Alicia Garza, Black Lives Matter co-founder, defending the group:
“Black Lives Matter has never, ever called for the murder of police officers. What we have said over and over again is that it is time in this country for policing to be accountable, transparent and responsible. That’s not rhetoric. That is what communities in the United States want to see from the people who protect and serve them. And so quite frankly, we can, at the same time as we grieve the loss of life of several officers who were killed last night, we can also push to demand that there be accountable, responsive, transparent policing that has oversight form communities and that is accountable to the communities they are supposed to protect and serve. We are not anti-police, we are anti-our people being murdered in the streets. What happened to Alton Sterling, what happened to Philando, what happens to so many black people in our communities is absolutely unacceptable, and I think that’s something that we can all agree on.”
Anyone who calls the Black Lives Matter movement racist doesn’t know what the words actually mean.
It doesn’t say Black Lives Matter More, it says stop acting like Black Lives Don’t Matter.
David Brown, Dallas Police Chief, asking lawmakers to do their job on gun control:
“There is a greater role in policy-making, and folks just need to do their job. There are too many things we all agree on on both sides of the aisle that we haven’t gotten done. We just need to get it done. Quit asking cops to chime in and do it for you. We’ve got a full plate. The policy-making, the laws being passed, that’s their job. We need to do it to be safer in this country. The issues have been long discussed. We are not getting to a place where we do anything. That’s the frustration for police officers. We all know what needs to be done that we agree on, just to say we did something.”
I wonder if Congress will listen now that the Police Chief of a major city, where gun violence just reared its ugly head, has asked them to do something?
President Barack Obama, calling upon the United States to reject despair after a week of gun violence and police shootings:
“All of it left us wounded and angry. And hurt. The deepest fault lines of our democracy have suddenly been exposed, perhaps even widened. … Faced with this violence, we wonder if the divides of race in America can ever be bridged. We wonder if an African-American community that feels unfairly targeted by police and a police department that is feel unfairly maligned for doing their jobs can ever understand each other’s experience. … Today, in this audience, I see people who have protested on behalf of criminal justice reform grieving along police officers. I see people who mourn from the five officers we lost, but also weep for the families of Alton Sterling and Philando Castile. In this audience, I see what’s possible. I see what’s possible when we recognize that we are one American family, all deserving of equal treatment. All deserving equal respect. All children of God. That’s the America I know.”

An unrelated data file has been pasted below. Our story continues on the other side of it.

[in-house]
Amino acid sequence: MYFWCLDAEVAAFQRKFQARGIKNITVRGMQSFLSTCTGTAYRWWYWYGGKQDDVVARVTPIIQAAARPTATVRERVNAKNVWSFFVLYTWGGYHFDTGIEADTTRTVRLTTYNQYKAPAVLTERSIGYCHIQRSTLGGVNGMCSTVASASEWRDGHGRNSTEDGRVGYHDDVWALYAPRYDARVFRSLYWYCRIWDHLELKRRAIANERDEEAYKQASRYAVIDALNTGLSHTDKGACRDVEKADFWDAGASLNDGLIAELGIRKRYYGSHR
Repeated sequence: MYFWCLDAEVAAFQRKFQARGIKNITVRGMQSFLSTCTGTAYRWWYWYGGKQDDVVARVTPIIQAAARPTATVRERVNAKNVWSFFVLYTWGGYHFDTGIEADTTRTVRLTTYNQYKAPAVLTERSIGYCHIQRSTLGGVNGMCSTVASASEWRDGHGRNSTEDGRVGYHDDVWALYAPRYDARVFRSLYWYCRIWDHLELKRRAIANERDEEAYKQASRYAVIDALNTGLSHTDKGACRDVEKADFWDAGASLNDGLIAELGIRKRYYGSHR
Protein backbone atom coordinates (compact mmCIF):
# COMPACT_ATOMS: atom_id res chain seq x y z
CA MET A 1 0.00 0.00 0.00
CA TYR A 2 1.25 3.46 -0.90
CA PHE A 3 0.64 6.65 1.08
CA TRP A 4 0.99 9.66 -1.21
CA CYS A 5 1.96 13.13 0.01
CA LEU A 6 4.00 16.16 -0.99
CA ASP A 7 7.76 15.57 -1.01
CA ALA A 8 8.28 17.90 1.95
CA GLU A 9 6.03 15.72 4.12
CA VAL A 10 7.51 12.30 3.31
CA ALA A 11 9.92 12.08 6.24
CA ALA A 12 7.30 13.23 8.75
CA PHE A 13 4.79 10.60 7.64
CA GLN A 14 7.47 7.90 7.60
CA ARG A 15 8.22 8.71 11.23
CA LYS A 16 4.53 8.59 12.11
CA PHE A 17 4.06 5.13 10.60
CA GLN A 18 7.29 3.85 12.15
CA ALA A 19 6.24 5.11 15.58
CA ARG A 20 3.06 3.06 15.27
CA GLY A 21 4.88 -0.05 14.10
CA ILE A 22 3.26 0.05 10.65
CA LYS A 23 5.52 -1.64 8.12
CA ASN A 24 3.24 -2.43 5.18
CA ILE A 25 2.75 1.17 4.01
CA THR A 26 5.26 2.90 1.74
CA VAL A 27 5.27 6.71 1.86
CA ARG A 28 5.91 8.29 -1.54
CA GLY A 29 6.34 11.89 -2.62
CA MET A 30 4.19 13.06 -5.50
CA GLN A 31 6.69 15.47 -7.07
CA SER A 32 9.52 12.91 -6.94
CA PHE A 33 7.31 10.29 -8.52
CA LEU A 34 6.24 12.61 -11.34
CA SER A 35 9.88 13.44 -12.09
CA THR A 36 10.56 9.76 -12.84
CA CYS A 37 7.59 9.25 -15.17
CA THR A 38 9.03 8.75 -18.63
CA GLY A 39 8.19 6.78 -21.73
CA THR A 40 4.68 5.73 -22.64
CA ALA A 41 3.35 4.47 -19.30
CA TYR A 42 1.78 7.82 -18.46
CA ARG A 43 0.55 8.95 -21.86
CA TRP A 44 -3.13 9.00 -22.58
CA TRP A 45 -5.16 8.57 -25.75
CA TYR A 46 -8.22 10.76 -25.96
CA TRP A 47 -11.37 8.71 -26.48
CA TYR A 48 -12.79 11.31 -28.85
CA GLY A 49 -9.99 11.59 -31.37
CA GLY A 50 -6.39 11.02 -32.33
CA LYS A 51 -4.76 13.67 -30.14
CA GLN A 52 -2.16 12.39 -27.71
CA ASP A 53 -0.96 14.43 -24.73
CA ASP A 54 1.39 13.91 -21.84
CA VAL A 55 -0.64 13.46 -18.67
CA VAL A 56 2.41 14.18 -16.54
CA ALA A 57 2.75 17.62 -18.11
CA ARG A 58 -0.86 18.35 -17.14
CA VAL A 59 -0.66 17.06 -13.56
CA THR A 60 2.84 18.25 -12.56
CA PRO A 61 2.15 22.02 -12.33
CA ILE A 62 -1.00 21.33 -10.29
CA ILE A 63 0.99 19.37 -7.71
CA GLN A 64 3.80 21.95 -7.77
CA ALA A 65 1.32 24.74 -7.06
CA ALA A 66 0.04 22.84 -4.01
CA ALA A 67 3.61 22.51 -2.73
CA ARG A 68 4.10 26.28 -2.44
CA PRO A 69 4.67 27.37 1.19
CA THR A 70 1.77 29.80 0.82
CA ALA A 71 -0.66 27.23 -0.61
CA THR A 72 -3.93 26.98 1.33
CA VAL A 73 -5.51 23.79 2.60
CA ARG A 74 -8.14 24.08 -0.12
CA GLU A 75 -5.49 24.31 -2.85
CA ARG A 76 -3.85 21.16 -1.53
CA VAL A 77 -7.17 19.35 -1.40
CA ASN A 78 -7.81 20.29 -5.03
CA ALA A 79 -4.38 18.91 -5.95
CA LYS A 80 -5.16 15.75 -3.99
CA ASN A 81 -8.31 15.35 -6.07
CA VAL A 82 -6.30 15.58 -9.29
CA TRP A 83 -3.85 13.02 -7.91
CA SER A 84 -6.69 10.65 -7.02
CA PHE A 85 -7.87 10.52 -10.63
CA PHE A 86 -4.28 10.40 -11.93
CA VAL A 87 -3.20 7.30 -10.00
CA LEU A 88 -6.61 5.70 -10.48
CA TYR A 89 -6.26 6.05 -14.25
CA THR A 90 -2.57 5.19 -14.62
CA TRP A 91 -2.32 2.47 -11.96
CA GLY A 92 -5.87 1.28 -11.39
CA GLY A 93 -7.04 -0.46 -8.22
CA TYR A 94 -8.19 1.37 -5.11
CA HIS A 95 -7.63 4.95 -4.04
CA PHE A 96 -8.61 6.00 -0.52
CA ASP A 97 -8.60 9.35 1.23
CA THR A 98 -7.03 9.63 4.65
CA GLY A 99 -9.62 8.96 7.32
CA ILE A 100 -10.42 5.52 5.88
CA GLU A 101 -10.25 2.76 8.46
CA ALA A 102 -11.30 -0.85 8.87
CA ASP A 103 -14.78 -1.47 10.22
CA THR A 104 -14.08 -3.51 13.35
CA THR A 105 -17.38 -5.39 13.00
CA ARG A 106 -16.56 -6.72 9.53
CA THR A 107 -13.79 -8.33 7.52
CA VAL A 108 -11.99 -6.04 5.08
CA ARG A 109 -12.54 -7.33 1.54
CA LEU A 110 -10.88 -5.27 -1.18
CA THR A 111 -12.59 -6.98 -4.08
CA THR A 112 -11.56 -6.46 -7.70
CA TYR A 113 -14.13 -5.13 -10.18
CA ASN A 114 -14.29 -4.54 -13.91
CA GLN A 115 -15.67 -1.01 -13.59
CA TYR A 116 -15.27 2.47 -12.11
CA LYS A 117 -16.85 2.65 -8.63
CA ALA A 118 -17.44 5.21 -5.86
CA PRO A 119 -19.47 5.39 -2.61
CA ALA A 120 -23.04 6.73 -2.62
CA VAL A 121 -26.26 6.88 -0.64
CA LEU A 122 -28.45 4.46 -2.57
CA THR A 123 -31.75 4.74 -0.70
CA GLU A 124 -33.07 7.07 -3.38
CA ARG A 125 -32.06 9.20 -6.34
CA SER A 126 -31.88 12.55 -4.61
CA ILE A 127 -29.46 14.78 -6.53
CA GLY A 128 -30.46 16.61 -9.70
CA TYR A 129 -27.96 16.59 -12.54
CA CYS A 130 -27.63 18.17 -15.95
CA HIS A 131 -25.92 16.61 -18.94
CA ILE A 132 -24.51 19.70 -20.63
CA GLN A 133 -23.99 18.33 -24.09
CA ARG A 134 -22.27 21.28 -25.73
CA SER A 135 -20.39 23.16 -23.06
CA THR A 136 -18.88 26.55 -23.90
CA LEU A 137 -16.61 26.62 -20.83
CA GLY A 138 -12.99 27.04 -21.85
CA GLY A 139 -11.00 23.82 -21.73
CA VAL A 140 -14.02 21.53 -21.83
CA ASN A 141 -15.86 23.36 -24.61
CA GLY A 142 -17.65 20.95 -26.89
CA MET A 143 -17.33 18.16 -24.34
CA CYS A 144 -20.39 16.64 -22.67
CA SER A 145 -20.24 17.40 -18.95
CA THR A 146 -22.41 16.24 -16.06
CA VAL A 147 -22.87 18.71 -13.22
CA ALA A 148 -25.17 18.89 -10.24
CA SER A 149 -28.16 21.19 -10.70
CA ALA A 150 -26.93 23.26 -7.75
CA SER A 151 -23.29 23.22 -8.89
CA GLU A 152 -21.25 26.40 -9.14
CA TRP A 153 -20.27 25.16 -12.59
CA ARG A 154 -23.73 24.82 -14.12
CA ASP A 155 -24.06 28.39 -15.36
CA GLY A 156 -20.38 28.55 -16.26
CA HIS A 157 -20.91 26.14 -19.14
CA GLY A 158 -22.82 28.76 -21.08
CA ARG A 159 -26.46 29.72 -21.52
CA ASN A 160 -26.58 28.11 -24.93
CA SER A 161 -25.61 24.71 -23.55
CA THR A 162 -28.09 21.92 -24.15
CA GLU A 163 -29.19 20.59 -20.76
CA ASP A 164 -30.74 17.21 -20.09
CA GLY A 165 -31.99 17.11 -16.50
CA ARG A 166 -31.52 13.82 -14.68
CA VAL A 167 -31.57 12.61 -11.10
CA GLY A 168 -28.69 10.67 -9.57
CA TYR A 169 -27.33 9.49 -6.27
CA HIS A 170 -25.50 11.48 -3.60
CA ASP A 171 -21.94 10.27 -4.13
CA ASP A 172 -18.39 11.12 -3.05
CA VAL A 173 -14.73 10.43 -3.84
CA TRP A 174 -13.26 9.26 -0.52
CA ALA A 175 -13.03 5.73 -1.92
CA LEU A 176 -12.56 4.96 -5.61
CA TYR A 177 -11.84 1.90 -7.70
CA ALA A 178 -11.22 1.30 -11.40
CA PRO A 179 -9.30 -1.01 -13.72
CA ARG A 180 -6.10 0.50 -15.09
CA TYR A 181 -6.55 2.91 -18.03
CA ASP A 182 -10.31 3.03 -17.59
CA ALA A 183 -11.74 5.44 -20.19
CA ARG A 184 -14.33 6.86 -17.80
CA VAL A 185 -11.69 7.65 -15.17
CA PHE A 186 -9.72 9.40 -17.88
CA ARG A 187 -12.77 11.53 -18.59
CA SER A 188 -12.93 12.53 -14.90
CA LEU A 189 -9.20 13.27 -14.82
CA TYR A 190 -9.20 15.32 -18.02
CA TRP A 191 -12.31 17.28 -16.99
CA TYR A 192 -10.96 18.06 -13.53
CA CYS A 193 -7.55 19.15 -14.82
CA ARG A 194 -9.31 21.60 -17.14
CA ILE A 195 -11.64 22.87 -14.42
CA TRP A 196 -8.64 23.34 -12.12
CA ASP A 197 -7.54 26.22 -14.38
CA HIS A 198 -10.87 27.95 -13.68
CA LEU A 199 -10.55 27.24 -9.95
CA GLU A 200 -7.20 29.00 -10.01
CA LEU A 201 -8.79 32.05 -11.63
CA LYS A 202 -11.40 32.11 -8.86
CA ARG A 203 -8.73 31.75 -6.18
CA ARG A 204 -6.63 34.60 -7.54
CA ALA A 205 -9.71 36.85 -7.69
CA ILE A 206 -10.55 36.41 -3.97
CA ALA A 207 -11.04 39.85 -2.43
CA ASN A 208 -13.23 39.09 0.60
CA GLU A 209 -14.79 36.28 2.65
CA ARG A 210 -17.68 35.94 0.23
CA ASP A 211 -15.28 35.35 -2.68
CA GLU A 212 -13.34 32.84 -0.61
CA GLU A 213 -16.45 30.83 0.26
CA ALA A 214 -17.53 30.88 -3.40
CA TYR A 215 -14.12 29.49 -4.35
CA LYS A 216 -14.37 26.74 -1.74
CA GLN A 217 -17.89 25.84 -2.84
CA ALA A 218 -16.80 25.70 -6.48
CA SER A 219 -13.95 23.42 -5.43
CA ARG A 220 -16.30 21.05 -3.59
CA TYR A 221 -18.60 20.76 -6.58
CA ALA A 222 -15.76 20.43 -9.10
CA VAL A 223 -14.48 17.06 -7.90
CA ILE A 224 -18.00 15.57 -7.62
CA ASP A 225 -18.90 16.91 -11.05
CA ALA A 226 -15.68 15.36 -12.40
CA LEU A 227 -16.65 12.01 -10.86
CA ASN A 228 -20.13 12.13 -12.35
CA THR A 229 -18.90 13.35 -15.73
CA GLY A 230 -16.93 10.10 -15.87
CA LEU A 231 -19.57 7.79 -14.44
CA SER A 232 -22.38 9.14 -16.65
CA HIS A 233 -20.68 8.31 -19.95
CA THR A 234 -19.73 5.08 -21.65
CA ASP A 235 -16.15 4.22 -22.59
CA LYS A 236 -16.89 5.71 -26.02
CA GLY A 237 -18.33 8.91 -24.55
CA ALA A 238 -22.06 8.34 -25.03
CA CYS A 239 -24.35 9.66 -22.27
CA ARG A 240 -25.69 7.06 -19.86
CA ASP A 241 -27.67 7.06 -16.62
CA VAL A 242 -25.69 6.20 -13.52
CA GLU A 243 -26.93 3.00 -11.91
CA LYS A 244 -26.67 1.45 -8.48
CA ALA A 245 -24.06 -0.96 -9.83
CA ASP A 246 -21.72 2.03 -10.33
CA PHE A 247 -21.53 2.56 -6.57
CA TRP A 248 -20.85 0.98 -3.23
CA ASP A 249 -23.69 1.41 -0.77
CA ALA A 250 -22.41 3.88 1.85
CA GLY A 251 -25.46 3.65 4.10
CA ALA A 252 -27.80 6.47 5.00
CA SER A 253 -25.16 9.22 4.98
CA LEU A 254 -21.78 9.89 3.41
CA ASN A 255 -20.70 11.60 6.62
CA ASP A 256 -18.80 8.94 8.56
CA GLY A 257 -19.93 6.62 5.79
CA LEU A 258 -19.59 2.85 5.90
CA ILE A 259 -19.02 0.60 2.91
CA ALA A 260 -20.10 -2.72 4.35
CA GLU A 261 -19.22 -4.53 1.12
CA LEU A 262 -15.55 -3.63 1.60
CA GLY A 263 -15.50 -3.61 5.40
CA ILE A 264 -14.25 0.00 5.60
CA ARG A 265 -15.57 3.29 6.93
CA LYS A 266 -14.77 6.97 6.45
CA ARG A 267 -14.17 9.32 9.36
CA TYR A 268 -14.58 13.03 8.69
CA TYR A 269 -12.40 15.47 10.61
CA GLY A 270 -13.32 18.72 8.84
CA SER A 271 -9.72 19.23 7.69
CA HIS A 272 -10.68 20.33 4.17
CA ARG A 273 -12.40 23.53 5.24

I am gonna miss this president when he’s out of office, and I certainly hope the next President, whomever she may be, will not have to spend so much time in office at memorials for Americans killed because of gun violence and race.
David Cameron, on what he thinks was the highlight of his career as Britain’s Prime Minister:
“I will never forget the day at No.10 when one of the people who works close to the front door said to me ‘I’m not very interested in politics Mr. Cameron, but because of something your lot have done I am able to marry the person I’ve loved all my life this weekend.'”
Equality is a huge accomplishment.
Josh Earnest, White House Press Secretary, on The Rump’s Twitter call for the resignation of Justice Ginsburg:
“I would not call her competence into question. I think anybody who’s observed her, she’s done her work. Whether you agree with her or not, and whether you agree with every ruling she has issued, I think over the course of her career, she’s demonstrated a keen intellect and understanding of the law and a commitment to understanding that it’s applied fairly to every American citizen and she didn’t earn the nickname ‘The Notorious RBG’ for nothing.”
Snap. Hot Josh strikes again.